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J.D. Power Ranks Self-Directed Firms

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Self-directed investors want to do more than “go it alone” when it comes to achieving their financial goals, the J.D. Power 2015 U.S. Self-Directed Investor Satisfaction Study finds. The current overall satisfaction level across marketplace is 763 (on a 1,000-point scale), which is unchanged from 2014 and up slightly from 752 in 2013.

The study, now in its 14th year and released in late May, includes the views of 3,700 self-directed investors and measures satisfaction with their investment firm based on six factors: interaction, account information, trading charges and fees, account offerings, information resources and problem resolution.

Most investors with guidance-based relationships, 64%, are likely to recommend their firm to friends and family, and many, 45%, are poised to increase their investment levels with the firm vs. those who do not have this type of relationship, of whom just 26% are likely to make referrals and only 29% plan to boost investments, J.D. Power explains in a press release.

The 2015 survey finds that consumers are more satisfied with three of the top seven firms than they were a year ago and less satisfied with the remaining four. Of the 10 firms highlighted in the poll, satisfaction increased for six firms and dropped for four.

The J.D. Power survey also shows that overall satisfaction is higher among self-directed investors who have a guidance-based relationship (and had an average satisfaction level of 828) than among those who do not (656). Looking at what most impacts satisfaction, providing digital tools for asset allocation, financial planning, and tracking/monitoring portfolio performance seems most critical.

Investment firms have room for improvement when it comes to transparency: Just 40% of investors state that they fully understand the fees they pay. Furthermore, investors who receive a clear explanation of fees are more than three times more likely to say they completely understand the fees vs. those who did not receive such an explanation (50% vs. 16%).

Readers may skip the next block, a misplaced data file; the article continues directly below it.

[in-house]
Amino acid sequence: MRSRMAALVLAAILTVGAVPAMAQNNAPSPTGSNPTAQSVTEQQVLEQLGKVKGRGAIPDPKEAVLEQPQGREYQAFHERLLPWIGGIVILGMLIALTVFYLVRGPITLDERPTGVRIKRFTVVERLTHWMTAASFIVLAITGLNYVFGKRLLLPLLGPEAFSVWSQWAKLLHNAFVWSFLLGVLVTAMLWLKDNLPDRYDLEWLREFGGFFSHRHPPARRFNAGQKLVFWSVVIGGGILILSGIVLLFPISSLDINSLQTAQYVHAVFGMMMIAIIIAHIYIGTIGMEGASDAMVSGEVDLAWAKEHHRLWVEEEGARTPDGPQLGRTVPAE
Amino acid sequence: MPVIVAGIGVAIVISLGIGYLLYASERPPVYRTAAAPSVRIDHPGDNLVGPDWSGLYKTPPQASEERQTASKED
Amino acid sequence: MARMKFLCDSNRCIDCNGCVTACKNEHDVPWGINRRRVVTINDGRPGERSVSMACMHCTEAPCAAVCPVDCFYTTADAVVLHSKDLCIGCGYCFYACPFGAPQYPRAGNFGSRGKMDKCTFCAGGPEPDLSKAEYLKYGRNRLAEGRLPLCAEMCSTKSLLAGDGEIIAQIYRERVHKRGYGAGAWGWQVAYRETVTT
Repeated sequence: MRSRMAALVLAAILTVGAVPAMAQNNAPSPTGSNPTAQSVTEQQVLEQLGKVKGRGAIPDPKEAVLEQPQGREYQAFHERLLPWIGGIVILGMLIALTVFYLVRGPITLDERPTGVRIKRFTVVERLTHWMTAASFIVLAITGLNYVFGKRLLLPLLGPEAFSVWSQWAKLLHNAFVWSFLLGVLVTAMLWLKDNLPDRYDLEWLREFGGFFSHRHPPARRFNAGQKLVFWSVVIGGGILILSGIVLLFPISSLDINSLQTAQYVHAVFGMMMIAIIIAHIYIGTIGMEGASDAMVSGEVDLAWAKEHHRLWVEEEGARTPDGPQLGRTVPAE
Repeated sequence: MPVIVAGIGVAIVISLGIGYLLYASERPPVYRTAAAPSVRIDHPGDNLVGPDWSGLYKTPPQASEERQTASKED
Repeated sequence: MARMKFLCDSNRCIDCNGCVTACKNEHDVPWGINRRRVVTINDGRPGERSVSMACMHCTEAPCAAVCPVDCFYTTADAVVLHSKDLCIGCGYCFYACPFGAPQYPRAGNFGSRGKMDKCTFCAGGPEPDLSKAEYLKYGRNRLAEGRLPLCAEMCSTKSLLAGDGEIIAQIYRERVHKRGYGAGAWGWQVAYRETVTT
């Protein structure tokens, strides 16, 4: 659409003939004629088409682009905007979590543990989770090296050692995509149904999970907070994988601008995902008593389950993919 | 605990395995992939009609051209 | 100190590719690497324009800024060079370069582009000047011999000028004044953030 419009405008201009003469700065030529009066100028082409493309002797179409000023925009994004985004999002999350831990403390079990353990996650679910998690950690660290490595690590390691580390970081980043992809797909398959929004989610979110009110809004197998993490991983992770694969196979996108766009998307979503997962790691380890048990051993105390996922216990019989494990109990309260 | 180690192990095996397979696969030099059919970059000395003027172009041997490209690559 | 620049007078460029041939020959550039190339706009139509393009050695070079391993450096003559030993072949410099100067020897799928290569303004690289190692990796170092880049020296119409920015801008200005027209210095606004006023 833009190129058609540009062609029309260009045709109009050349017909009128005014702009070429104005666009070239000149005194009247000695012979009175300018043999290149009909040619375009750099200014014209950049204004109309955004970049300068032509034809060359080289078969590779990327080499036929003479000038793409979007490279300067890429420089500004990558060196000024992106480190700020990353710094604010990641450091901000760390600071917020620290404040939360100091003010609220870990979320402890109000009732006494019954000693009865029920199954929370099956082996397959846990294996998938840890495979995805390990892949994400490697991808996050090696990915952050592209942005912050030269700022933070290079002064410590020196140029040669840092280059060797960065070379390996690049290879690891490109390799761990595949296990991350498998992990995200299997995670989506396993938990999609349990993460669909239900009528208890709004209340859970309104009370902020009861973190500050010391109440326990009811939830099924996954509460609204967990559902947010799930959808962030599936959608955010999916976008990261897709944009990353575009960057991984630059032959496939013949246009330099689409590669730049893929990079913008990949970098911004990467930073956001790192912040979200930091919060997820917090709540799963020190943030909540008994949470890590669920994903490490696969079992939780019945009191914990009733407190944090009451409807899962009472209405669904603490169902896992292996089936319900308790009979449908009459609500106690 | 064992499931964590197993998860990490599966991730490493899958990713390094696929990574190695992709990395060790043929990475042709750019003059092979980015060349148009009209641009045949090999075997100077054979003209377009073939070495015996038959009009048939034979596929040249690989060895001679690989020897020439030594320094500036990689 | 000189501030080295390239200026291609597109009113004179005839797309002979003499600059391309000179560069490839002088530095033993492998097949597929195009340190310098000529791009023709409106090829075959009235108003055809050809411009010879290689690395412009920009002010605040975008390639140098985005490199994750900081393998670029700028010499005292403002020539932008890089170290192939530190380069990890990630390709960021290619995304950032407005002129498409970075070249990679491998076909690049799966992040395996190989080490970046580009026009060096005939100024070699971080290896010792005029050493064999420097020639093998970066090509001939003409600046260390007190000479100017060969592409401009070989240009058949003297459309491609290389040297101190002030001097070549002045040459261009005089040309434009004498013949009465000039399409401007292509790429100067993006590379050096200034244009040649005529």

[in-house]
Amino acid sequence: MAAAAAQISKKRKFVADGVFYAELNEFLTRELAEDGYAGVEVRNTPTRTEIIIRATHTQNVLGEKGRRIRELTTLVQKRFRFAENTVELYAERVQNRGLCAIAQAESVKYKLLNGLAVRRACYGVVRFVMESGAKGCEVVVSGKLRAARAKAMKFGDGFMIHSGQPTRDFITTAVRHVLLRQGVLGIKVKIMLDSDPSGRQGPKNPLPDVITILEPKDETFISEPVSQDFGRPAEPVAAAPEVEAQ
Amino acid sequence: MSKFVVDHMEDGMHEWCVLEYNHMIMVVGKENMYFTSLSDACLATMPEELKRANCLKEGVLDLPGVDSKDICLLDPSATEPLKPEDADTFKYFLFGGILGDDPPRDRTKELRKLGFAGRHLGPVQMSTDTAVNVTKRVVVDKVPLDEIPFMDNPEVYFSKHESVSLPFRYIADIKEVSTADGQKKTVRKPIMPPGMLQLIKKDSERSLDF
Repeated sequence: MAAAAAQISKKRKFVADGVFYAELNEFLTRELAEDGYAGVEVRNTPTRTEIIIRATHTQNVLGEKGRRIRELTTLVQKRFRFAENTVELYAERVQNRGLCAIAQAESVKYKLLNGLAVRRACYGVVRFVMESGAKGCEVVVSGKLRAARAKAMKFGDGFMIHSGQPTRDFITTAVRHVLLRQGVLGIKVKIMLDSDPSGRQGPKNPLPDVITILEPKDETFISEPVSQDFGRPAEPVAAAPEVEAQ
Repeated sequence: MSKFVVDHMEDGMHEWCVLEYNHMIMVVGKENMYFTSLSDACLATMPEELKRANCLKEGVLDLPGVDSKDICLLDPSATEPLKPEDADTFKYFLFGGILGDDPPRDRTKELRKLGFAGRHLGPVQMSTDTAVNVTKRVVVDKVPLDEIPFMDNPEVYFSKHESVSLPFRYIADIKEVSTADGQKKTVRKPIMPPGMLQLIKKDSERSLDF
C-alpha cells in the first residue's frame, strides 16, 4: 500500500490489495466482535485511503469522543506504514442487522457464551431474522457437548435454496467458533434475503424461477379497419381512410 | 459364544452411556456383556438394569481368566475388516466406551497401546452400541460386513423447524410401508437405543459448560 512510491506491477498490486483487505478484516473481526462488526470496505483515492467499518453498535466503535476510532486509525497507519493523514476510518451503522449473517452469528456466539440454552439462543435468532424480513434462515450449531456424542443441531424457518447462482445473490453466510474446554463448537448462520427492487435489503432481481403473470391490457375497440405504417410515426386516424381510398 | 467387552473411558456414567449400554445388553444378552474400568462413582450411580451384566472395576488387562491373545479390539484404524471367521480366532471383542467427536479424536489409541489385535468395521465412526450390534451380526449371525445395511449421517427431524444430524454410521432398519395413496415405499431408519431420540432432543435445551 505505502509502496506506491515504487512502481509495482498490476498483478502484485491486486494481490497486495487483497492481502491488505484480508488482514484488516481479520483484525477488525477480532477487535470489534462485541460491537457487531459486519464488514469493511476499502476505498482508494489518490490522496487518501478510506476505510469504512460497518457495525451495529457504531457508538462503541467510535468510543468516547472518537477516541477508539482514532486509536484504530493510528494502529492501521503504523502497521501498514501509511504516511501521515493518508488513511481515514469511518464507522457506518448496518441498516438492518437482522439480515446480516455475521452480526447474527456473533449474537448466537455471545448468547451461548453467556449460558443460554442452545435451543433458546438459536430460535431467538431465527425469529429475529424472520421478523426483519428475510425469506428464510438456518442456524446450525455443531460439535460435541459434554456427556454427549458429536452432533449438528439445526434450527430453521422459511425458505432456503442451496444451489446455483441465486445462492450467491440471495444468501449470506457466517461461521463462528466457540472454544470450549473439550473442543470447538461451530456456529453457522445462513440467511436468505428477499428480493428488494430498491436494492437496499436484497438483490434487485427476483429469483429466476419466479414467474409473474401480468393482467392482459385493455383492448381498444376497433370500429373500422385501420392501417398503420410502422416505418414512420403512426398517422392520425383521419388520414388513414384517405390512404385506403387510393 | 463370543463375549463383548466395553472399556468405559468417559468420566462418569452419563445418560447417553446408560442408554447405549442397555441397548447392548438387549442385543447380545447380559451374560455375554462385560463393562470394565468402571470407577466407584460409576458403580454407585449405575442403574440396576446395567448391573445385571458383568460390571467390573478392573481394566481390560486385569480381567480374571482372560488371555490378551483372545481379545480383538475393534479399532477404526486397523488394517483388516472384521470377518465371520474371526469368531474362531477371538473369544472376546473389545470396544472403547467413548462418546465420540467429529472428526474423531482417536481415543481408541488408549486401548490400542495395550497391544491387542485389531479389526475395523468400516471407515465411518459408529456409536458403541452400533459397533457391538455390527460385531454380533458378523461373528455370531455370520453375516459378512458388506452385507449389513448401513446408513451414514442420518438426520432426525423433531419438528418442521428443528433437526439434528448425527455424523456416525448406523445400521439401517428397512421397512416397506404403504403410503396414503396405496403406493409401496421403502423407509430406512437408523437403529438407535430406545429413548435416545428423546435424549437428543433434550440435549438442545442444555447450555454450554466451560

As for investment style, two-thirds, or 66%, of self-directed investors describe themselves as true do-it-yourselfers, while slightly more than one-fifth, 21%, consider themselves “validators” who prefer to have a professional act as a sounding board for their ideas.

The remaining 13% consider themselves “collaborators” who tend to make decisions collectively with help from some sort of advisor. The portion of validators and collaborators is higher among Gen Y and Gen Z (38%) and female investors (38%) than among their older, male counterparts, according to J.D. Power.

“Firms need to make sure that their clients understand what’s available to them and how the overall value proposition relates to what they pay,” said Mike Foy, director of the wealth management practice at J.D. Power, in a statement. “In most cases, clients are getting a lot more value from their firm than just the ability to trade.”

Commenting on Charles Schwab’s top slot in 2015, President and CEO Walt Bettinger said: “In announcing their latest rankings, J.D. Power emphasized that being a self-directed investor doesn’t mean going it alone, and that self-directed investors really do want a relationship with their firm that includes access to do-it-yourself tools and resources, as well as help and guidance and superior service when you need it. That couldn’t be truer at Schwab.”